Bumblebee Does a Very Public Recall of Canned Tuna. Does This Make You Feel Good (Or Bad) About Our Food Supply?

Readers, take a look at this recent news story from CNN about a recall of canned tuna:

Bumblebee Foods, Tri-Union Seafoods Recall Canned Chunk Light Tuna

To me, it's impressive that all of this information is available about a can of tuna sitting on your store shelf: the specific lots, the codes to each lot and so on. But what's even more impressive to me is the involved companies' willingness to go public--very public--with the recall.

By comparison, do you remember the so-called "tomato recall" back in 2008? The one handled so poorly that authorities couldn’t even trace the right vegetable? It turned out it wasn't tomatoes at all, but rather jalapenos that were the source of the contamination. Worse still, the "discovery" of that contamination only began long after people started getting sick.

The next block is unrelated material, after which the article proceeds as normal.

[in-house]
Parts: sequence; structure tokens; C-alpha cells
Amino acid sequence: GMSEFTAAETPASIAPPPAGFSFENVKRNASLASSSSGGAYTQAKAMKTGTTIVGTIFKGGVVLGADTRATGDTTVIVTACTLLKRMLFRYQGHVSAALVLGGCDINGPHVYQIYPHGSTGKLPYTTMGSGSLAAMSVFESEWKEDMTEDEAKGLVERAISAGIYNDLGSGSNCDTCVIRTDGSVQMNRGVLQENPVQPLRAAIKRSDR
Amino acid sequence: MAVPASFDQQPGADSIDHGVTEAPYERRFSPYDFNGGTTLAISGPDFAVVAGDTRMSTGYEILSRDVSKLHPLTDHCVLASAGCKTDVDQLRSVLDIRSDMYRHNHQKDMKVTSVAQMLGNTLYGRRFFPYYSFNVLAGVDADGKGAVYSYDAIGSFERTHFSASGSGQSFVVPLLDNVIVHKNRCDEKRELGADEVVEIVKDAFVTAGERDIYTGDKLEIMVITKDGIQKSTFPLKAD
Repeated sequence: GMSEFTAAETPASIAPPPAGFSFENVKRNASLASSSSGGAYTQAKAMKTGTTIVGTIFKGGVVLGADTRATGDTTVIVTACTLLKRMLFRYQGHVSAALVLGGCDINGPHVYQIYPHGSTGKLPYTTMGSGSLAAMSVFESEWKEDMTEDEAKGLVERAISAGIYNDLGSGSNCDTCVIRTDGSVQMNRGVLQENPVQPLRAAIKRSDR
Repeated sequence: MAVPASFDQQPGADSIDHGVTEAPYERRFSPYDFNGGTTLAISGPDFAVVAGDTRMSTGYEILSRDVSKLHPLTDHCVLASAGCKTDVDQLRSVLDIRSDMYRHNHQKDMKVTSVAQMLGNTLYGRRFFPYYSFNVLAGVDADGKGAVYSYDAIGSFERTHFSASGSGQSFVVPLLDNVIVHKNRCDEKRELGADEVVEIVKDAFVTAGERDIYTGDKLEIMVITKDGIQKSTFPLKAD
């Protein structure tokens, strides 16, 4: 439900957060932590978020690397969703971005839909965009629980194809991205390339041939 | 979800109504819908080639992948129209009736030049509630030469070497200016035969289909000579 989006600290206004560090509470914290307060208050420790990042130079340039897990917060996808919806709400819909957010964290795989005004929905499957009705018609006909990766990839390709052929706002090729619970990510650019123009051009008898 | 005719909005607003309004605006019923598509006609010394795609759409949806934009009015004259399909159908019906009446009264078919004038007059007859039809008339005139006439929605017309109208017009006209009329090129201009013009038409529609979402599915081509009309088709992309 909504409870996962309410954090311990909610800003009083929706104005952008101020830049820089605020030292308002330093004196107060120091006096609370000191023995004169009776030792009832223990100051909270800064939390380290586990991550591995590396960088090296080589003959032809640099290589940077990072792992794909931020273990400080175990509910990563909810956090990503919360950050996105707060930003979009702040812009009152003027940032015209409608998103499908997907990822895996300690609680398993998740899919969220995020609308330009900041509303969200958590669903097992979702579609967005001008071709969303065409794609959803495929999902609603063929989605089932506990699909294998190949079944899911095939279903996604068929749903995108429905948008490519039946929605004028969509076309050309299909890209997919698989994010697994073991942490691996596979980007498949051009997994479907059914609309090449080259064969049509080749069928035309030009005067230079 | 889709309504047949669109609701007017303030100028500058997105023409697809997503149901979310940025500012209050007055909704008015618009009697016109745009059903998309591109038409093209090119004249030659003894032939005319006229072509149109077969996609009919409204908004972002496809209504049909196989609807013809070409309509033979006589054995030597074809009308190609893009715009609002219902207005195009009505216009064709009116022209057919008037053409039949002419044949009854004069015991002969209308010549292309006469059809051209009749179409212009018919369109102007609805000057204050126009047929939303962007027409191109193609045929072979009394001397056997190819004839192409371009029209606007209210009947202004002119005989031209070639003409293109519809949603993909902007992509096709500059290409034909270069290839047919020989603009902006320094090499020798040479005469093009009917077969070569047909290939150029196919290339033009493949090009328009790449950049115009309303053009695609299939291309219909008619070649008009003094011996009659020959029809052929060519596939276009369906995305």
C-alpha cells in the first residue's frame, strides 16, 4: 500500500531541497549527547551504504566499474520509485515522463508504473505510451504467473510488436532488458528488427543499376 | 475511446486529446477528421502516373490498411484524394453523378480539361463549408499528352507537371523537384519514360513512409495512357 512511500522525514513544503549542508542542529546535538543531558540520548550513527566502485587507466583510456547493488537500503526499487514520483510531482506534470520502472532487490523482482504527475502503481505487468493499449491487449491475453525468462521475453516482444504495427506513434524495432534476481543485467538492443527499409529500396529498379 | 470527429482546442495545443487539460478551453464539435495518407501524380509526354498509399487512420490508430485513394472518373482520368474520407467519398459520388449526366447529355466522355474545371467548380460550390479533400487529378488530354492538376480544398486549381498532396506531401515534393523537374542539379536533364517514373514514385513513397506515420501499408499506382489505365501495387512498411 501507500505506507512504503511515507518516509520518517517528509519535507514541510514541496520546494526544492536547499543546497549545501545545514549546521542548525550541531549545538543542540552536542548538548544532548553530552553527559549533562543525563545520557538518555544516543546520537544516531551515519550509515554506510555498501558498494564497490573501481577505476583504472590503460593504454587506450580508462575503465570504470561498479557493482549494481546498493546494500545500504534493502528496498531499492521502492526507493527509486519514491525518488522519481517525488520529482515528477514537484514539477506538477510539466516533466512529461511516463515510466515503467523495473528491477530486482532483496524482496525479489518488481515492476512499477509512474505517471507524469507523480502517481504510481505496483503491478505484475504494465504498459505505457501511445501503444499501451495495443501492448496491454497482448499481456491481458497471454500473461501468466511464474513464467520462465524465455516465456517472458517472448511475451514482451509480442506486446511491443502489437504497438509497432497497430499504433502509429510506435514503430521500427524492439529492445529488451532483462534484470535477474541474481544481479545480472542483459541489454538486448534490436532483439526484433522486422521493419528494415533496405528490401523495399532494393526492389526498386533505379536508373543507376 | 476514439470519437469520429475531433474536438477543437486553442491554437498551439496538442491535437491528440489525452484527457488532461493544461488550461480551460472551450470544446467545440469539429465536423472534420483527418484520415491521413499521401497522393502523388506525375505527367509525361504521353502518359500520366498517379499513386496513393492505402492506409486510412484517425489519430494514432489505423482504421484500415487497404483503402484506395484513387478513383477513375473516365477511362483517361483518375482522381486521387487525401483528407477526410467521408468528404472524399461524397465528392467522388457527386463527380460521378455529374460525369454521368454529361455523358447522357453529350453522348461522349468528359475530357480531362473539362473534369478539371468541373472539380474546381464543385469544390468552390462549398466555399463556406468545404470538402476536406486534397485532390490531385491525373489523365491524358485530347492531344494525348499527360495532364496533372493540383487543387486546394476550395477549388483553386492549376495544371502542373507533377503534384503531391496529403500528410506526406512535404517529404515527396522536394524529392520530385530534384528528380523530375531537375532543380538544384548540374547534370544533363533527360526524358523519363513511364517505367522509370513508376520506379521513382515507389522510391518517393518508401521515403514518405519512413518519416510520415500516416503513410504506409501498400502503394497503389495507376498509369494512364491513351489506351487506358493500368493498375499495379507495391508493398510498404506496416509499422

Here, the tuna recall was anticipatory. It happened before anyone got sick, and it's plausible, even likely, that no one would have even gotten sick in the first place.

I'm sure this post sounds like I'm on Big Food’s payroll, that I've suddenly and inexplicably dropped my consumer empowerment philosophy and sold out to greedy corporate interests. Perhaps. And yet objectively, on some level, this little tuna recall is a small miracle. It's a miracle of high-quality manufacturing, of tracking products and shipments, of knowing what you made, and when you made it. And of being willing to tell the media and the public ahead of time, rather than following the all-too-typical corporate playbook of going radio silent, crossing your fingers... and hoping nobody gets seriously ill.

And yet, after reading the above article from CNN, and despite the fact that I'm intellectually well aware that these companies did the right thing and that our canned tuna supply is safe, the next time I open up a can of tuna, regardless of the brand, I'll make a mental association with this story, and I'll get a vaguely icky feeling, as if that next can of tuna is somehow contaminated too.

It's like these companies can't win for trying. They look bad even when they're perfectly anticipatory and no one gets sick.

Readers, what do you think about all this?

PS: There's one more angle to this story that ties in strikingly with one of Casual Kitchen's most important themes. Stay tuned for next week's post!

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